ATLANTA – In a game of so many big moments, so many lead changes, so many momentum turns, Charles Mann felt helpless. He had hit the big shot, then defended as best he could the final one, but in the end he was just watching a heave, one which could break his Georgia team’s heart, and potentially end its season. “ I was just praying it wouldn’t go in,” Mann said later.
It didn’t. And after an intense, foul-marred game, Georgia just barely outlasted Ole Miss, and the Bulldogs’ improbable SEC run continued for at least one more day.
Georgia beat Mississippi 75-73 in an SEC tournament quarterfinal at the Georgia Dome. Mann hit a driving layup to put Georgia ahead in the waning moments, then Mann defended a last-second 3-pointer by Ole Miss’ Jarvis Summers.
And so ended a game with 17 ties and 20 lead changes.
“It was a March Madness game,” Mann said, shaking his head. “It was tough.”
“They always say the first game in the tournament is the hardest game,” Georgia forward Brandon Morris said. “We got it over with. We’re looking to strap it up tomorrow and go with another great team.”
Actually, a much better one.
Friday’s barnburner set up a semifinal between the two teams that finished tied for second place in the SEC regular season: Kentucky, the preseason No. 1 team which struggled down the stretch, and Georgia, which most left for dead after starting the season 1-4.
Georgia (19-12 overall) also kept alive its longshot NCAA tournament hopes. The Bulldogs probably have to win the SEC tournament, as its poor non-conference performance bring down its at-large hopes.
This is the first time since 2008 that Georgia has advanced to the SEC semifinals. It won the tournament that year.
“I’ve been here four years, and we haven’t won a big tournament game since I’ve been here. So this is a great step for this program,” Georgia forward Marcus Thornton said. “And we’re looking forward to (Kentucky).”
The first time Georgia and Ole Miss met this season, the Bulldogs escaped with a one-point victory. This one was even closer, with the stakes much higher. It was intense and emotional, with both teams upset at the officiating. At one point Georgia head coach Mark Fox, who received a technical, had to be physically restrained by assistant coach Jonas Hayes.
Ole Miss jumped out to an 18-7 lead, and led for most of the first half. Georgia was marred by foul trouble: Four starters, including Mann, picked up two fouls and sat. Thornton played just five minutes in the first half. Mann just seven, and Gaines and Williams had 11 each.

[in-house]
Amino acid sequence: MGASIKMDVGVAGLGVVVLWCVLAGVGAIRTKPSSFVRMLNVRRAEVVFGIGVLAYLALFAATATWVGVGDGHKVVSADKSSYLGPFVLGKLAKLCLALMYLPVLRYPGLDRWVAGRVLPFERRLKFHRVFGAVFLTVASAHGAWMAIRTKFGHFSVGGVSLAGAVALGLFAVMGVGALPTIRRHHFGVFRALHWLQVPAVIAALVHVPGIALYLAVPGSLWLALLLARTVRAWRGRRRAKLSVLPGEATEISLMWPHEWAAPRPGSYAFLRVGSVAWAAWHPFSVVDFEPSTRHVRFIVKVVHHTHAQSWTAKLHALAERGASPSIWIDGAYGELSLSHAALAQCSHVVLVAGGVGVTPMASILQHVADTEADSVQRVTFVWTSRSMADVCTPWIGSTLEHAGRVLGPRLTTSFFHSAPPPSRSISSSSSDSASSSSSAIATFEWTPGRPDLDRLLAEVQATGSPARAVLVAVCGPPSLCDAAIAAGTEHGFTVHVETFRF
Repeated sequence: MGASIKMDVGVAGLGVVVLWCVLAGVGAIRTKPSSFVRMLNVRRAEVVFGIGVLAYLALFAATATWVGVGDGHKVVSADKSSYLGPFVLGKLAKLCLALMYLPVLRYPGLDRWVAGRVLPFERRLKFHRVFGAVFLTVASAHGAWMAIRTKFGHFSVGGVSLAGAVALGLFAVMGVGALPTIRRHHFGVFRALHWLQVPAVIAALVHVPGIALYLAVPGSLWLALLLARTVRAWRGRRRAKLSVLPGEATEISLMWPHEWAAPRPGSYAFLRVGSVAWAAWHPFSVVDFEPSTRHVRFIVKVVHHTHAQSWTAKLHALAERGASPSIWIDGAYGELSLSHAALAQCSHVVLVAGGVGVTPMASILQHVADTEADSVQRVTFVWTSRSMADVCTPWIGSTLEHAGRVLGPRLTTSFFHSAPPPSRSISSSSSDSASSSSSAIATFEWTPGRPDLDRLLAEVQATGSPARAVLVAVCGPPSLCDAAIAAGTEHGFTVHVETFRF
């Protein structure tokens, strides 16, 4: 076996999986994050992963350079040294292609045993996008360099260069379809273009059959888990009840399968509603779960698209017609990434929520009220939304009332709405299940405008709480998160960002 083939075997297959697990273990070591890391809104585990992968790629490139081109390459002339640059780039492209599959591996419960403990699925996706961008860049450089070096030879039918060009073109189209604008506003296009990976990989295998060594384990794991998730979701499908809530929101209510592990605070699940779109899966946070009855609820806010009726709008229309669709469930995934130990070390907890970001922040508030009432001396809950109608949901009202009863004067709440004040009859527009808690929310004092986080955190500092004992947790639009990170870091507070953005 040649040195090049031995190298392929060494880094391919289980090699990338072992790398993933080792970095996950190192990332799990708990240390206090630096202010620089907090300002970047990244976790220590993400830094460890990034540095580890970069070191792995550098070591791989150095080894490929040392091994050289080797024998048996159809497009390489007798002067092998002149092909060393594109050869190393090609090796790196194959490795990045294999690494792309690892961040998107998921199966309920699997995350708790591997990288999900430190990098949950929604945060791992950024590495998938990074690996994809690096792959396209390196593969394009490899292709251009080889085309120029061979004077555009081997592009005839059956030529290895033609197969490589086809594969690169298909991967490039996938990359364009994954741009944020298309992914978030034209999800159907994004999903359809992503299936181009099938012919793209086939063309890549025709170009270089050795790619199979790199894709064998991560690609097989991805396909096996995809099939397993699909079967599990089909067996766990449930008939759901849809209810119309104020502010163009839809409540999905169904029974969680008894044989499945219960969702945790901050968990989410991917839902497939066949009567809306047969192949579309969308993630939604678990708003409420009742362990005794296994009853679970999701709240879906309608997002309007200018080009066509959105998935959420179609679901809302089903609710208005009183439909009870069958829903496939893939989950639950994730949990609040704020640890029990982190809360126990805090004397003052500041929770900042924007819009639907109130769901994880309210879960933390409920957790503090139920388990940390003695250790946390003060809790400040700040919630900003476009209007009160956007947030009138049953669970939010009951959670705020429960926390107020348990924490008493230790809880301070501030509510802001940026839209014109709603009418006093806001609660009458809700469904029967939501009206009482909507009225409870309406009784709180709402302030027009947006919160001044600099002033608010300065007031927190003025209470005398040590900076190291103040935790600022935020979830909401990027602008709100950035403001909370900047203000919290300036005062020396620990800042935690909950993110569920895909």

So Georgia played much of the first half with basically its second unit – which came through. Freshman guard J.J. Frazier hit a couple 3s and assisted on another to lead a Georgia comeback. Morris, the only starter to avoid foul trouble, provided a steady presence.
“The whole time I was just thinking: Man, I can’t get two fouls,” Morris said.
Ole Miss ended up getting the worst of it, as two players fouled out in the second half, and three more reached four fouls. Both coaches were upset by the calls, and with good reason.
“It was tough. It was a lot of debatable calls,” Mann said. “We just wanted to stay calm, and just keep on playing. Just play hard and whatever happened, happened.”
The stretch run was a dizzying array of big plays. Ole Miss star Marshall Henderson, the focus of Georgia’s man defense, finally caught hot, and threatened to help the Rebels’ pull away.
But the Bulldogs kept answering, mostly at the free throw line.
“I thought both teams, in the gut of the game, were really competing,” Fox said. “They made a play, we made a play. They answered, we answered again. There was a lot of really hard efforts in the gut of that game. So this was certainly a battle.”
Henderson had 19 points, but finished the game 2-for-16 from beyond the arc. Afterwards, Henderson blamed himself for the loss, which most likely ends his career.
“I just didn’t have it,” Henderson said. “It’s never what the other team’s doing. It’s whether or not I make it.”
Mann did have it, at least when it mattered most. Georgia’s leading scorer this season, he only played 20 minutes because of the foul trouble, but finished with 16 points. None were more important than the final two.
Ole Miss led by one with 45 seconds left, after Summers hit a long jumper. Georgia set up a play, and Gaines was open from 3, but he clanged it. Morris got the rebound, but his put-back was off and batted out – where Mann grabbed it.
“Finally I got a ball to come to me,” Mann said.
He drove the lane and laid it up, giving Georgia the lead.
“He was clutch,” Gaines said. “The team looks to me and him to make plays, and it was his night to make some great plays.”
Ole Miss would still have two more chances. Henderson missed a 3, and the ensuing long rebound was batted by a Rebel player to Thornton, who was fouled. He hit the first free throw, but missed the second, and the Rebels rebounded and called timeout with 2.3 seconds left.
Ole Miss’ Martavious Newby inbounded from behind halfcourt, Georgia’s Donte’ Williams was in his face. Henderson was shadowed, as he had been all game.
“We knew (Henderson) or Summers would get the ball,” Fox said. “So essentially I took a page out of Mark Richt’s playbook and I had Brandon Morris as the free safety. And I said: You go to the ball and we’ll have two guys guarding him.”
“I knew that they probably weren’t going to let Marshall catch it,” Ole Miss head coach Andy Kennedy said. “It was something that I kind of scratched in the dirty. Newby made the right read and Jarvis got off a reasonable look.”
Summers got the ball near the Ole Miss bench, beyond the 3-point arc. Mann was all over him. Summers heaved it up, and it was short. The game was finally over.
“Man. Words can’t explain,” Morris said. “That was a battle.”
“We’ve played games like that. Maybe not at this juncture of the season,” Thornton said. “This is great for the confidence and morale of the team going forward.”